Chapter 16- Final Days Together & The Parting of Ways
The couple checked out of their hotel in Agra the next morning and caught a train back to Delhi. Jennifer was focused on the upcoming interview and wanted to be sure Tsering was prepared. During the train ride she quizzed him on all the details and dates that were part of his newly acquired paper trail and immigration application. Tsering had a hard time remembering the dates– Tibetans function on a completely different calendar than the West. They use a lunar calendar as opposed to a solar one. To add to Tsering’s confusion, the concept and importance of dates was new to him– he didn’t know what his actual birth date was. His mother had simply told him that he was born at the time of the harvest in the Year of the Ox. Birthdays were traditionally celebrated on Losar, the Tibetan New Year by all Tibetans alike. So, Jennifer continued to stress the importance of dates in western society to Tsering and told him that a minor slip-up on a detail concerning an important date like his birth or their marriage might very well cost them his immigration visa. [read more]
“Lotus Love” Chapter 15- Delhi & Agra: The End of the Paper Trail, Homage to Gandhi-Ji and Honeymoon at The Taj Mahal
Chapter 15- Delhi & Agra: The End of the Paper Trail, Homage to Gandhi-Ji and Honeymoon at the Taj Mahal
It was time to say good-bye to Dheradun. Jennifer and Tsering stopped by the Tibetan sweater market to express their thanks and good wishes to Dolma one last time before boarding the bus outside the Rang Mahal hotel. Once back in Delhi they tried to check back into the Tashi Delegs house but were told they were booked. The manager also mentioned that they did not allow guests to cook on the premises. They were going to have to find accommodations that allowed the use of kerosene stoves. As they walked down the main pedestrian street of Majnukatilla with their bags in tow, Tsering inquired about rooms for rent with the people who were lingering in the market. After several attempts, he was given a good lead by a young Khampa man. He told Tsering to turn down the next alley on the right where a baby was taking a bath in a pink plastic basin. At the end of the alley would be a door numbered #3. They should go up three flights and then ask for Ama-la. [read more]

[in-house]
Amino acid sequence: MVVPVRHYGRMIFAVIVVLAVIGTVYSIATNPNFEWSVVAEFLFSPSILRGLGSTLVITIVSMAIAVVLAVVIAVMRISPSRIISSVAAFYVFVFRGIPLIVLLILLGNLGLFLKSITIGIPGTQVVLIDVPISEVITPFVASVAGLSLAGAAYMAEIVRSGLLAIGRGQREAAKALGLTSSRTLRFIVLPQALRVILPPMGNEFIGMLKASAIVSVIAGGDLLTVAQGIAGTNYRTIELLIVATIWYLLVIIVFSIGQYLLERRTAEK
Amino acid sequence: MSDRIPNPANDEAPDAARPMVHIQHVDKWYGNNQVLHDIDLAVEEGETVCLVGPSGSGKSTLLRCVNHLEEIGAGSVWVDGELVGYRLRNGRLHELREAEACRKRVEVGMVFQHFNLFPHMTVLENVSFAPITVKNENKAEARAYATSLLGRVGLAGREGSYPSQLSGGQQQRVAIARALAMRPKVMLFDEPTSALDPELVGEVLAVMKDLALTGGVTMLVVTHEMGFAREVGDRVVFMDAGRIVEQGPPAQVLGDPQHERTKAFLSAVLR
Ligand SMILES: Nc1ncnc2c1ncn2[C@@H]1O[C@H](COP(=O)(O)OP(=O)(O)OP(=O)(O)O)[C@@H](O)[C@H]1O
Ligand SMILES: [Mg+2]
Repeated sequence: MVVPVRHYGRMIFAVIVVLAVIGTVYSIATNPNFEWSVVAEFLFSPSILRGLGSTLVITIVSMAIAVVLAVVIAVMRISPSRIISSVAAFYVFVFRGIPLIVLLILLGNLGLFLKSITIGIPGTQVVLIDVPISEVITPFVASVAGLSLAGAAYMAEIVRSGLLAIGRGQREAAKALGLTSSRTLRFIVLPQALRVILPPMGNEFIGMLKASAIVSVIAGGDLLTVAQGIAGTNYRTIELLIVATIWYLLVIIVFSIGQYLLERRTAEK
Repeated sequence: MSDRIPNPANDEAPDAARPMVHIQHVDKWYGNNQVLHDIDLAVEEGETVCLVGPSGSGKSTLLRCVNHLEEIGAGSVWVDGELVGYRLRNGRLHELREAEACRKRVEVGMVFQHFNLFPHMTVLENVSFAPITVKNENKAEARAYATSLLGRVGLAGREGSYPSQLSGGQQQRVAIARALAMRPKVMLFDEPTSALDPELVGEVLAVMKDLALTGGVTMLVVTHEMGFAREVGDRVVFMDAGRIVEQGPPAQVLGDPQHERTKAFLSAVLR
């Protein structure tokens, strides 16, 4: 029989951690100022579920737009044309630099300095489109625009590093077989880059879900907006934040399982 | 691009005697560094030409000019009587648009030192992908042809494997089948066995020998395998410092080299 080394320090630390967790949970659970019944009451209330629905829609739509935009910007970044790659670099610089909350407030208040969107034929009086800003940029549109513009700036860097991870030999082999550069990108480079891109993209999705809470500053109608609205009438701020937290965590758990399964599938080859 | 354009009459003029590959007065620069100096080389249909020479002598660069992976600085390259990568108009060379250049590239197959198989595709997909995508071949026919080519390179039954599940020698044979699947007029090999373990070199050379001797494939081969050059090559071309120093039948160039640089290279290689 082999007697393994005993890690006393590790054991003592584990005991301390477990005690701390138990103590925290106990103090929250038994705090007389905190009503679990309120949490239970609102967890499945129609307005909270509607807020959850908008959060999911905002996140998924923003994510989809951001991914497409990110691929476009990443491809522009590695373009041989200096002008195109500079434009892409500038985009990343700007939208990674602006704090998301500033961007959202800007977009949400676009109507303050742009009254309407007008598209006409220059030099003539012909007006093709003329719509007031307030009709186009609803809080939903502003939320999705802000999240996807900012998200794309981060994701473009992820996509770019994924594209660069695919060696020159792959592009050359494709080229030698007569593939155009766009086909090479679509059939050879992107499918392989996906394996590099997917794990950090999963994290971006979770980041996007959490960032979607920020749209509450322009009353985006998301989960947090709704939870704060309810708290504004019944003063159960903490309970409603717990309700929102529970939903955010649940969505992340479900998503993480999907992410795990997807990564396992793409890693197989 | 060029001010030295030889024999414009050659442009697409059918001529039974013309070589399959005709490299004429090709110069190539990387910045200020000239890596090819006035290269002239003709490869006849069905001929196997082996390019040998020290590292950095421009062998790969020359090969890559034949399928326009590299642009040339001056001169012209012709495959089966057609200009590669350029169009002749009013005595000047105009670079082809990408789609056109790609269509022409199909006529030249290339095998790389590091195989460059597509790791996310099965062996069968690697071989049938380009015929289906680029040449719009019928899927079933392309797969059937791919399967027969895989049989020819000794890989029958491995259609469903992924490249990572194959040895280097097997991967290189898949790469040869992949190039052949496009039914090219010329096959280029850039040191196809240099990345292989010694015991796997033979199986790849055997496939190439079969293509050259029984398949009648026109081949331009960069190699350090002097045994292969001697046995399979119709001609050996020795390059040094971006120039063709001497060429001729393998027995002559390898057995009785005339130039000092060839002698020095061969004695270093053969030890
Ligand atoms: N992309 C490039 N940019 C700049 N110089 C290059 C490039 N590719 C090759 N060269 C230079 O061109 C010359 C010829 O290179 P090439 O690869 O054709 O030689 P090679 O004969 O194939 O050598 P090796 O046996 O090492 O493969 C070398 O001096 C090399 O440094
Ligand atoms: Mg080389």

Chapter 14- Rajpur & Clementown: Saga Dawa Wedding
The next morning the young couple woke up and went to the Tibetan market to visit Dolma and discuss their next steps on the paper trail. Tsering handed Dolma his newly acquired birth certificate.
“Yagpo duk. Good!” she said, looking it over and explaining that she was going to bring it to another office where she would help Tsering file a refugee certificate application. [read more]
Chapter 13- Dehradun: Making the Papers
The friends took the bus back up the hill to Mcleaod Ganj and parted ways. It had been a long and fulfilling day. Jennifer and Tsering went back to their room where they relaxed on the stoop and gazed out at the distant snow-peaked mountains that marked India’s natural border with Tibet. As Tsering stared out at the mountains, Jennifer sensed he was homesick and was reminded that she, too, was far from home. She had forgotten to call her parents as she had planned back in Dehli. Everything was happening so fast, this was the first moment that she felt still since they had left Sarnath together. The emotional rush of their decision, the constant movement of travel, and the gathering of information at various offices and agencies had sent her mind swirling. The blessings from the Lamas today had centered her, calmed her. She realized that it was due time to call home. [read more]